- Intra-Company Transferees – A Key Resource in a Global Economy – With the severe limitations imposed upon employers using H-1B visas, it is important for multinational companies to consider the advantages of using L-1 intra-company transferee visas. See our featured article in the latest issue of Recruiting Trends at
- Legislation – On October 23, Senator Grassley (R-IN) was successful in having the American Competitiveness Scholarship Act of 2007 (H.R.3053) amended to the Senate version of the Departments of Labor, Health and Human Services, and Education, and Related Agencies Appropriations Act of 2008 (H.R. 3043). The amendment would more than triple the H-1B training fee to $5,000 per petition. However, it would do nothing to increase the H-1B cap. We link to the complete text of the amendment from our “Immigration Legislation” page at
For more information about H.R. 3043, see Topic #1 below.
- Letters – Below are excerpts from a letter that members of our law firm received from a grateful client in October: Hi Alison,Just wanted to thank you for the help you provided…for me this visa extension case was really very crucial & I couldn’t have done it without your support…it was really very kind of you & may your kindness return to you in the same way it was offered…I will always be grateful to you. Take care & once again thank you very much for everything. Ms. Ellen Lee,I want to thank you too for all your assistance…you were really very calm, supportive & helpful…because of you my work was done smoothly & faster which wouldn’t have been possible otherwise…it was really very kind of you.I will scan & send you my I-94 copy soon for your records.Once again thanks for everything.Regards,
- Temporary Protected Status (TPS) for Burundi Terminated – On October 29, the DHS announced that TPS for certain nationals of Burundi will be terminated effective May 2, 2009. See
Also, see the government’s FAQ at
- USCIS Today – We link to the most recent issue of “USCIS Today”, the agency’s monthly newsletter, from our “USCIS” page at
- Visa Bulletin – To view the November 2007 Visa Bulletin, see our “Visa Bulletin” page at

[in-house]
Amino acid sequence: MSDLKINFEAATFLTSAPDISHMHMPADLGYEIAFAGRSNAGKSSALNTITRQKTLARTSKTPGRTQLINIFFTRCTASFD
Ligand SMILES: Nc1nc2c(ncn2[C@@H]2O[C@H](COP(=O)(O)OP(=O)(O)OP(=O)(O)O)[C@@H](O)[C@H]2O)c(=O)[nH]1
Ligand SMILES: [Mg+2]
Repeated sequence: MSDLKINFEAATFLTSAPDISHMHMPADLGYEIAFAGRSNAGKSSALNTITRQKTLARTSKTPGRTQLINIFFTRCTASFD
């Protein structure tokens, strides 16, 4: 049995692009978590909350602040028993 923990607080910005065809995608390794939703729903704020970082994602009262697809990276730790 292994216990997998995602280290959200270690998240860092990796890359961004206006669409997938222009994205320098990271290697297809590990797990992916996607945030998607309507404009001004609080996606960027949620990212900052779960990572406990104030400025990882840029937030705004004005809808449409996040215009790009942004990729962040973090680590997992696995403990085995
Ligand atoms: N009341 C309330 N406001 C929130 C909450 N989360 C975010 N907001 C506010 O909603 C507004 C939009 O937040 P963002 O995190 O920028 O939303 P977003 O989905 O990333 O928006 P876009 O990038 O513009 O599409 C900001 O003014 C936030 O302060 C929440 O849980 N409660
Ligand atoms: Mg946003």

On the evening of October 23, during the debate on the Departments of Labor, Health and Human Services, and Education, and Related Agencies Appropriations Act of 2008 (H.R. 3043), two significant immigration-related amendments relating to nurses and physical therapists were passed by voice vote.
The primary amendment (H.AMDT. 3404) was introduced by Senators Charles Schumer (D-NY) and Kay Bailey Hutchison (R-TX) to increase the domestic supply of nurses and physical therapists by recapturing approximately 61,000 unused green cards from the years 1996 and 1997. Before the Schumer- Hutchison amendment was passed, it was amended by Senator Durbin’s (D-ILL) second-degree amendment (H.AMDT. 3449) which attempts to increase the number of nursing faculty and students in the United States, encourages global health care cooperation, and creates a $1,500 training fee for a recaptured green card from the underlying amendment. Some health care providers, such as those in Health Professional Shortage Areas (HPSAs) will be exempt from this training fee. The Durbin amendment also requires that the healthcare worker attest that he or she has satisfied any outstanding commitment to work in his or her home country.
The Senate voted 75-19 to approve the bill.
We link to the text of these amendments from our “Registered Nurse” page at